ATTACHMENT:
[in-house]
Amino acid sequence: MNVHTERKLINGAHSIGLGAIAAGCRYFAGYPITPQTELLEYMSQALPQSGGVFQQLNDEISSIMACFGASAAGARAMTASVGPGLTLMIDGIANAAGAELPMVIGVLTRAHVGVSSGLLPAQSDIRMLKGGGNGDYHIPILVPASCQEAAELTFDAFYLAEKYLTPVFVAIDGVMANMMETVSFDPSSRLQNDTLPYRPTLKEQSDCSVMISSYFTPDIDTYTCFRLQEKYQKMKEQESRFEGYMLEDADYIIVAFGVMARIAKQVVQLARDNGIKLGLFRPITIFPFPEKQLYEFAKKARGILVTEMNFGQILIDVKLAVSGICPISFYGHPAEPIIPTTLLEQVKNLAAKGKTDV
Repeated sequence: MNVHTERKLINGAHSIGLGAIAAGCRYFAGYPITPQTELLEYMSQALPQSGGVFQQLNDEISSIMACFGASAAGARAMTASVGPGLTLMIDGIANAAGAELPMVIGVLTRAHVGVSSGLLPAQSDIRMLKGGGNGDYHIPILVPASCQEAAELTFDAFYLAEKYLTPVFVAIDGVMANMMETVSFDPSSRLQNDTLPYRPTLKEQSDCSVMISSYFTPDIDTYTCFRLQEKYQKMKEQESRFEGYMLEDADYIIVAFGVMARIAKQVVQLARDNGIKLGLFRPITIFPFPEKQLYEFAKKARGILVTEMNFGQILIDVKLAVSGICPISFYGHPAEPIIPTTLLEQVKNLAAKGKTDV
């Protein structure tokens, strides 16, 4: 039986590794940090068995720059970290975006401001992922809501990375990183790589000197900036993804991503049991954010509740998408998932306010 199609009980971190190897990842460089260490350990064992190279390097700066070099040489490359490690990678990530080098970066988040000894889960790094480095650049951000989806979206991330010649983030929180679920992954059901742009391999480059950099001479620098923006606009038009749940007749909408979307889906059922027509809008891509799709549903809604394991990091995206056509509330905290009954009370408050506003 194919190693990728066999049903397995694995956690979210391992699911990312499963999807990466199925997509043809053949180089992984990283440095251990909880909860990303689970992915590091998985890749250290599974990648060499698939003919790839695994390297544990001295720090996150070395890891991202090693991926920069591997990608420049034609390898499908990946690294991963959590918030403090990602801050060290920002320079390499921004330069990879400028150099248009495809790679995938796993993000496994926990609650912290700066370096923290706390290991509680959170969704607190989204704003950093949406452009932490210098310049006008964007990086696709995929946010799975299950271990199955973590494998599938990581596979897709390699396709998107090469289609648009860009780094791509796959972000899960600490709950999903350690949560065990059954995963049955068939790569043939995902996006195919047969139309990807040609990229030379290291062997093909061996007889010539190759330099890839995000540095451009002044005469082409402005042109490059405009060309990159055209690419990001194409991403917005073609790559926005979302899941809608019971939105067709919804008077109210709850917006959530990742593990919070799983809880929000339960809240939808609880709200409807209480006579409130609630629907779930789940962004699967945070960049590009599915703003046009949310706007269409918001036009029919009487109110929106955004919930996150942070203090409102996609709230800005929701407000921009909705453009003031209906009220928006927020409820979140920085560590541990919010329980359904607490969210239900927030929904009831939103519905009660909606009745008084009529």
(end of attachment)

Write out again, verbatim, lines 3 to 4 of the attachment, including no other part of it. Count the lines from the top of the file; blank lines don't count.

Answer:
Repeated sequence: MNVHTERKLINGAHSIGLGAIAAGCRYFAGYPITPQTELLEYMSQALPQSGGVFQQLNDEISSIMACFGASAAGARAMTASVGPGLTLMIDGIANAAGAELPMVIGVLTRAHVGVSSGLLPAQSDIRMLKGGGNGDYHIPILVPASCQEAAELTFDAFYLAEKYLTPVFVAIDGVMANMMETVSFDPSSRLQNDTLPYRPTLKEQSDCSVMISSYFTPDIDTYTCFRLQEKYQKMKEQESRFEGYMLEDADYIIVAFGVMARIAKQVVQLARDNGIKLGLFRPITIFPFPEKQLYEFAKKARGILVTEMNFGQILIDVKLAVSGICPISFYGHPAEPIIPTTLLEQVKNLAAKGKTDV
């Protein structure tokens, strides 16, 4: 039986590794940090068995720059970290975006401001992922809501990375990183790589000197900036993804991503049991954010509740998408998932306010 199609009980971190190897990842460089260490350990064992190279390097700066070099040489490359490690990678990530080098970066988040000894889960790094480095650049951000989806979206991330010649983030929180679920992954059901742009391999480059950099001479620098923006606009038009749940007749909408979307889906059922027509809008891509799709549903809604394991990091995206056509509330905290009954009370408050506003 194919190693990728066999049903397995694995956690979210391992699911990312499963999807990466199925997509043809053949180089992984990283440095251990909880909860990303689970992915590091998985890749250290599974990648060499698939003919790839695994390297544990001295720090996150070395890891991202090693991926920069591997990608420049034609390898499908990946690294991963959590918030403090990602801050060290920002320079390499921004330069990879400028150099248009495809790679995938796993993000496994926990609650912290700066370096923290706390290991509680959170969704607190989204704003950093949406452009932490210098310049006008964007990086696709995929946010799975299950271990199955973590494998599938990581596979897709390699396709998107090469289609648009860009780094791509796959972000899960600490709950999903350690949560065990059954995963049955068939790569043939995902996006195919047969139309990807040609990229030379290291062997093909061996007889010539190759330099890839995000540095451009002044005469082409402005042109490059405009060309990159055209690419990001194409991403917005073609790559926005979302899941809608019971939105067709919804008077109210709850917006959530990742593990919070799983809880929000339960809240939808609880709200409807209480006579409130609630629907779930789940962004699967945070960049590009599915703003046009949310706007269409918001036009029919009487109110929106955004919930996150942070203090409102996609709230800005929701407000921009909705453009003031209906009220928006927020409820979140920085560590541990919010329980359904607490969210239900927030929904009831939103519905009660909606009745008084009529």